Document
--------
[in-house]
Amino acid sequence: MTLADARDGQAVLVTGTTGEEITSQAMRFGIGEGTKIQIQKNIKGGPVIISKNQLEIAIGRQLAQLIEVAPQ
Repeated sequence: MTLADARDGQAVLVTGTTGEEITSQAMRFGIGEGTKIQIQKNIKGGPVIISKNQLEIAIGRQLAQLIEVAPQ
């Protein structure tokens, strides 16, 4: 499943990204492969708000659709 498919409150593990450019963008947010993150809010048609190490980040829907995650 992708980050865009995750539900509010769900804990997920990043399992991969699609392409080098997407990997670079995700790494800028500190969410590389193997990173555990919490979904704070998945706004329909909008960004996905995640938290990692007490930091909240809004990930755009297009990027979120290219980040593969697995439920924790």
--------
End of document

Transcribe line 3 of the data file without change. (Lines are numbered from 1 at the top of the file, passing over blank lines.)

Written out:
Repeated sequence: MTLADARDGQAVLVTGTTGEEITSQAMRFGIGEGTKIQIQKNIKGGPVIISKNQLEIAIGRQLAQLIEVAPQ